HS99 Katowice Scientific Information Centre and Academic Library

Source: DezeenPhotography: Jakub Certowicz 
Date: April 23, 2016

A grid of red sandstone panels dominates every side of this university library in Katowice, Poland, by architects HS99.

Architects Dariusz Herman, Piotr Smierzewski and Wojciech Subalski arranged the rectangular panels in a brickwork-style pattern to “relate to the raw clay bricks on the neighbouring buildings,” but used a different scale.

Gaps between the panels create hundreds of narrow windows, which become slivers of light all over the facade after dark.

HS99 won a competition back in 2002 to design the library, which houses a series of scientific and economic collections for the University of Silesia and is the first stage in a campus-wide redevelopment.

Three large floors form the main volume of the library, matching the scale of the neighbouring university campus buildings, while three upper floors with a smaller footprint create a slab-like tower at the north-east corner.

The architects planned this taller block as a visual marker for students, directing them towards the public square that lines the edge of the building.

Students enter the library through a three-storey-high atrium, which leads to reading rooms, group study areas, conference rooms and individual workspaces amongst the bookshelves.

“The interiors are zoned to respond to the many ways in which research and study can take place,” Smierzewski told Dezeen. “We’ve create a wide variety of environments ranging from social to intimate.”

Precast concrete panels cover the interior walls, while grated ceilings offer glimpses of the mechanical systems behind them. “The utilitarian materiality and finishing alludes to the Silesian region’s heritage rooted in mining and other forms of heavy industry,” said Smierzewski.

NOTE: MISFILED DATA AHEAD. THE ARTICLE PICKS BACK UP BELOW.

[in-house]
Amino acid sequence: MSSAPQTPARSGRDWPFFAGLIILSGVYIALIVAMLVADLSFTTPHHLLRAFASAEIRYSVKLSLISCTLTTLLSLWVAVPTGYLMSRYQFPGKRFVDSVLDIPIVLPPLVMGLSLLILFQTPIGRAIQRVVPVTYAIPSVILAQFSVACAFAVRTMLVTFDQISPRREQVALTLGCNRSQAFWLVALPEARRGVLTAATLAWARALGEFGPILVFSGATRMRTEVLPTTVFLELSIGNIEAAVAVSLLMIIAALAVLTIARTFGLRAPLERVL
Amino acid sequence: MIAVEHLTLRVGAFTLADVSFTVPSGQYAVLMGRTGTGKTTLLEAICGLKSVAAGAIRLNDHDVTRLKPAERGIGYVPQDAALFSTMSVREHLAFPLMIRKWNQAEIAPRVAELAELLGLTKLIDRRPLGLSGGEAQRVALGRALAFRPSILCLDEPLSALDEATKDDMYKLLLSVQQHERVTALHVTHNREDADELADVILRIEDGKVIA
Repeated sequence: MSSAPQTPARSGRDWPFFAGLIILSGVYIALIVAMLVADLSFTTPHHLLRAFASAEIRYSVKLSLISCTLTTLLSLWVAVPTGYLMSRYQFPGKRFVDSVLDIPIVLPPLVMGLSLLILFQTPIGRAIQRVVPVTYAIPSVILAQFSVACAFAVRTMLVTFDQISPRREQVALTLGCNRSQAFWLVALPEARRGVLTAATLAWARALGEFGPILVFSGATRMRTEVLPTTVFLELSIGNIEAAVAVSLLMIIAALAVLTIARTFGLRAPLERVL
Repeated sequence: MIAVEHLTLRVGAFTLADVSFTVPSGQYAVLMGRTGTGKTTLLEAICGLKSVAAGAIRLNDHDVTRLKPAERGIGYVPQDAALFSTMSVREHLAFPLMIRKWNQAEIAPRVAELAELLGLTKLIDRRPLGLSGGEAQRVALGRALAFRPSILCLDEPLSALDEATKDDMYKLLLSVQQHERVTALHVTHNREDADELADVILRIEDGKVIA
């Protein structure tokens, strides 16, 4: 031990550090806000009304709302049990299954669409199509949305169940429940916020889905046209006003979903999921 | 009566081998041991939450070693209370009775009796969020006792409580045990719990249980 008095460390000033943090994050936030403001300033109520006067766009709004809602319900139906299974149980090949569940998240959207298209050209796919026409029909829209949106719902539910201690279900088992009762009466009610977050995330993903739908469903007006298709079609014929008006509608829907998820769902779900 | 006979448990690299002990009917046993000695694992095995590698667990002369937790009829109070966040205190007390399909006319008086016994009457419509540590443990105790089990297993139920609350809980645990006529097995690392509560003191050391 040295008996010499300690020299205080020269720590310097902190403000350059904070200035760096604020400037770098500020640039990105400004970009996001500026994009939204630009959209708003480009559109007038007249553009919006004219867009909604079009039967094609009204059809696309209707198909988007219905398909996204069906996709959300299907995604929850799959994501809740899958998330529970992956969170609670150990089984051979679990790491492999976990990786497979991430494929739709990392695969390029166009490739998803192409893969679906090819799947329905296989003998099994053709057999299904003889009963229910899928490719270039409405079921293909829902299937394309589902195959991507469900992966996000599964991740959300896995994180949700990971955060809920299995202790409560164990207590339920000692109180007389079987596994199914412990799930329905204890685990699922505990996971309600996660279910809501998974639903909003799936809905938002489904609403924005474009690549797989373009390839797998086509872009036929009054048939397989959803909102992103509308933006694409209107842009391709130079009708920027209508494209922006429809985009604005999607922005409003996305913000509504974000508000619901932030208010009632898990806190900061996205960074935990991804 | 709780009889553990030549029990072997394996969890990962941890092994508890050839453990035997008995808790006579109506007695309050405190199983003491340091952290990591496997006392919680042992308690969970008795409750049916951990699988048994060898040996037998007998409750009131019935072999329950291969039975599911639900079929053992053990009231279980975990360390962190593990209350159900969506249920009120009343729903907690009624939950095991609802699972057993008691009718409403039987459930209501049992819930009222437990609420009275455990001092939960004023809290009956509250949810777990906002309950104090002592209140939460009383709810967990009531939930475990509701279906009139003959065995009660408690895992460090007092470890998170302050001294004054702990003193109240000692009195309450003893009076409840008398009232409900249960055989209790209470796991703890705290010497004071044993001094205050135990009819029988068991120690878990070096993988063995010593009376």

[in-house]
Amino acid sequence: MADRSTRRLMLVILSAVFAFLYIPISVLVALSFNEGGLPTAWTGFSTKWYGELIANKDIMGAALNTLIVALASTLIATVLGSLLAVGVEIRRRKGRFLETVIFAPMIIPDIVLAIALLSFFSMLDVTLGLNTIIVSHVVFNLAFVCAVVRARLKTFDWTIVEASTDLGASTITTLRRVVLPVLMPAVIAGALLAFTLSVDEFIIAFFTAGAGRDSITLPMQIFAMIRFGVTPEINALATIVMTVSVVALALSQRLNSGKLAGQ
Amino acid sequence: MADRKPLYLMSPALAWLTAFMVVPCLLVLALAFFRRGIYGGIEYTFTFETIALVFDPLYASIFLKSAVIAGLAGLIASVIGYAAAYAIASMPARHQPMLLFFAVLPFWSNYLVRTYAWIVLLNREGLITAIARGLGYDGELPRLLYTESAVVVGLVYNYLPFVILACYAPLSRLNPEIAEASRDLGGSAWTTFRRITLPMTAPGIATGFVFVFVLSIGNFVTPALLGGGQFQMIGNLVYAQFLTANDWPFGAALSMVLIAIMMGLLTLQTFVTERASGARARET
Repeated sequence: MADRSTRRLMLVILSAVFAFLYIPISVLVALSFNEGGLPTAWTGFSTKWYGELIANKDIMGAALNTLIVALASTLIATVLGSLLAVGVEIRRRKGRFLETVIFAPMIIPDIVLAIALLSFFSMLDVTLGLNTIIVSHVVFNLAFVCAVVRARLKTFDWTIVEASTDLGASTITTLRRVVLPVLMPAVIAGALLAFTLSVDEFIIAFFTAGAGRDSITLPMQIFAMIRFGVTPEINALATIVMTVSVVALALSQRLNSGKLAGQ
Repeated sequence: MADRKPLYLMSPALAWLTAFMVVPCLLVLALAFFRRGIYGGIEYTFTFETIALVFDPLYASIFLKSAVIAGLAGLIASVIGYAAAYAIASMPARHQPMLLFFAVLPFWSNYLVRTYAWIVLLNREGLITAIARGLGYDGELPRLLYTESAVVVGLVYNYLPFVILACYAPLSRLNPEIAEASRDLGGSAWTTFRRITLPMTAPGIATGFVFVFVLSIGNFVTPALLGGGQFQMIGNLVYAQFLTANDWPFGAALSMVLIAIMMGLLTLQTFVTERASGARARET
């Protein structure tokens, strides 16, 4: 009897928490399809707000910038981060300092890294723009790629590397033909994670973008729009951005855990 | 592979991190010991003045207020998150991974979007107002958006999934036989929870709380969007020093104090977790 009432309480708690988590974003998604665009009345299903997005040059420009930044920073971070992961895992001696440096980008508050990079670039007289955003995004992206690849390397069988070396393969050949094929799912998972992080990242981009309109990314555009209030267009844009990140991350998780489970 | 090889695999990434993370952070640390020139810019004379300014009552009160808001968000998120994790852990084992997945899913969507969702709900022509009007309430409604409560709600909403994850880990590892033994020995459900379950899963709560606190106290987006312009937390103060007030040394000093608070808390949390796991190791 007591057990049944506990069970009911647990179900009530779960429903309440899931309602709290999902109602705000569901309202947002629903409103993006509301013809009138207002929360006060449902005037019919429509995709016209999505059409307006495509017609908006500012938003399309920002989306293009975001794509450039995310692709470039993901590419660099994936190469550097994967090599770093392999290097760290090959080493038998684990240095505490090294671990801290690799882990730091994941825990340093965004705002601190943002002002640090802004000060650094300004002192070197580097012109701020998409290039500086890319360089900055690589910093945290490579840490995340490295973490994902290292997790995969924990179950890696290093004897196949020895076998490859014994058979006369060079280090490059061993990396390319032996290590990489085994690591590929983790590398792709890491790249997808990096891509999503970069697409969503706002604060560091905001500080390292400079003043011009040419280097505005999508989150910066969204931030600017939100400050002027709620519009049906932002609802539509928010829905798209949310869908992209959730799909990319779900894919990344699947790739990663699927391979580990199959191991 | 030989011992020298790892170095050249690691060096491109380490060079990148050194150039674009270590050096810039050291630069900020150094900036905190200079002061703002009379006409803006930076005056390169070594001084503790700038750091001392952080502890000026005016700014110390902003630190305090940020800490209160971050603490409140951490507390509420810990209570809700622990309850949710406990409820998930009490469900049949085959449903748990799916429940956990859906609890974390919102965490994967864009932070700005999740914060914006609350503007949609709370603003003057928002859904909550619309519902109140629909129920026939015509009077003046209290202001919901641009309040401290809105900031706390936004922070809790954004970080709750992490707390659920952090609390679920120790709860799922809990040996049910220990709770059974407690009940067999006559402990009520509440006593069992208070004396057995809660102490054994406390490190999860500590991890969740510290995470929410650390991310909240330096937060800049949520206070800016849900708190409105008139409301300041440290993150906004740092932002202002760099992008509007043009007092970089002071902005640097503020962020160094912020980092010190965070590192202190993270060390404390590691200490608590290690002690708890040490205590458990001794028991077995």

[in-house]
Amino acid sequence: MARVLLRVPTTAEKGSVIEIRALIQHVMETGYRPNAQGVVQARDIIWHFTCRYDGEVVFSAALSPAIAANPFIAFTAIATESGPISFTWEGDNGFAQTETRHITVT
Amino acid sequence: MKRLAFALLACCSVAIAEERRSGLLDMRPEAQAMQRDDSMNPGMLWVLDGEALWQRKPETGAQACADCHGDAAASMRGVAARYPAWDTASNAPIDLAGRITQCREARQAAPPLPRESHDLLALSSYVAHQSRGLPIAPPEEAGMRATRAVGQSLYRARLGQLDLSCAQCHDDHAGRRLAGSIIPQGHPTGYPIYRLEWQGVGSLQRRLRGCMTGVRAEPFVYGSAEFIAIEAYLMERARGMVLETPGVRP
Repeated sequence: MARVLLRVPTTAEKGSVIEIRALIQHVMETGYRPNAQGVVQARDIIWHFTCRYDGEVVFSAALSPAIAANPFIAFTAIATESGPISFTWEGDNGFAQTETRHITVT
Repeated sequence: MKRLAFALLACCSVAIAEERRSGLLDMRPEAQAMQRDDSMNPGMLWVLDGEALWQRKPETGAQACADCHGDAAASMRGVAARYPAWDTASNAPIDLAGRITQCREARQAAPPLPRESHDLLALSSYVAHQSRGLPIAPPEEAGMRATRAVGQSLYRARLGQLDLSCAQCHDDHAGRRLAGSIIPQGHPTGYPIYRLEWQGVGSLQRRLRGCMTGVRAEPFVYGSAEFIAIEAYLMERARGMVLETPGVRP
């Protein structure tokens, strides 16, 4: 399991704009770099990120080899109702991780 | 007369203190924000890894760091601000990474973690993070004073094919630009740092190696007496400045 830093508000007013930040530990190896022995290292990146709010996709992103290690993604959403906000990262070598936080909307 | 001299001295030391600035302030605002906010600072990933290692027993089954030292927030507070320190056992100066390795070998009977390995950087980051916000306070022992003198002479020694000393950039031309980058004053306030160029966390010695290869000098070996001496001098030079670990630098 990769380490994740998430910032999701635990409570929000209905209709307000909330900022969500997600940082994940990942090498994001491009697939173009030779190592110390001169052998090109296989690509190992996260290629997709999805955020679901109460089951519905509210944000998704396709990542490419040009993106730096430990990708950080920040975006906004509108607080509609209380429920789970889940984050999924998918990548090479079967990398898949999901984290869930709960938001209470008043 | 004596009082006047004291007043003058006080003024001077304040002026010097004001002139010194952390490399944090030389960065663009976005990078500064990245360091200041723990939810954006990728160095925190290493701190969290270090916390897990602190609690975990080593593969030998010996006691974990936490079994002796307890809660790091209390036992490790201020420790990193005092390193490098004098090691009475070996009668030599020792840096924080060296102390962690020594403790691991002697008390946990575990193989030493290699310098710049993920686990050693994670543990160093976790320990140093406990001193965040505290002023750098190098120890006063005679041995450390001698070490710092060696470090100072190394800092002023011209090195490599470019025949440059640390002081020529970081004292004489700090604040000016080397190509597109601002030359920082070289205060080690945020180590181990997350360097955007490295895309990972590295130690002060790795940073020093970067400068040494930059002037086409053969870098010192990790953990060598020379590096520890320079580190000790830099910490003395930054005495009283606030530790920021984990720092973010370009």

Katowice – CINiBA (The Scientific Information Centre and Academic Library)

In 2002 a competition was launched by the University of Silesia for the design of a new library that would provide a world-class didactic facility for scientific research. The flexibility the winning proposal offered proved to be its major strength when, after securing a building permit, the program was modified to also include the collections of the University of Economics with no changes to the exterior form.

The Scientific Information Centre and Academic Library (Polish acronym: CINiBA) anchors the new campus redevelopment plan to be implemented in the coming years.

Located at the intersection of the east-west axis that forms the spine of the campus, and the north-south axis which connects the recreational grounds by the river to land set aside for further university expansion, the library reinforces the axial organization which has so far been poorly articulated. A central university square at the foot of the library, the FORUM, generates a civic gathering place that opens onto the library’s grand three storey atrium.

The height of the library has been determined by the average height of buildings on the university campus. The north elevation surpassing this height is directed towards the FORUM and houses the library’s closed stacks. This elevation emphasizes the rank and function of the FORUM and is in dialogue with the existing tall buildings which close the east-west axis.

The facades, clad in a repetitious fabric of rich kahan red sandstone, relate to the raw clay bricks on the neighbouring buildings without the connotation of scale inherent to a singular brick element. The exterior treatment abstracts the building’s function of organized book storing while introducing a notion of mystery inseparably connected to books.

The lack of discernible scale produces a monolith when seen from afar that is gradually familiarized. Details such as the decreasing proportions of the façade tiling, the irregular cut of the sandstone slabs, as well as the windows carefully nested inside become visible.

The fenestration projects a stunning patchwork of light onto the FORUM at night, yet in the daytime allows diffused light to permeate into the library’s reading rooms. The resulting strongly introverted interior composition of the library floors focuses one’s attention onto the books while calming the space. Partial isolation from the external world not only influences the atmosphere within but also introduces a flow of time detached from the pulse of the surrounding city.

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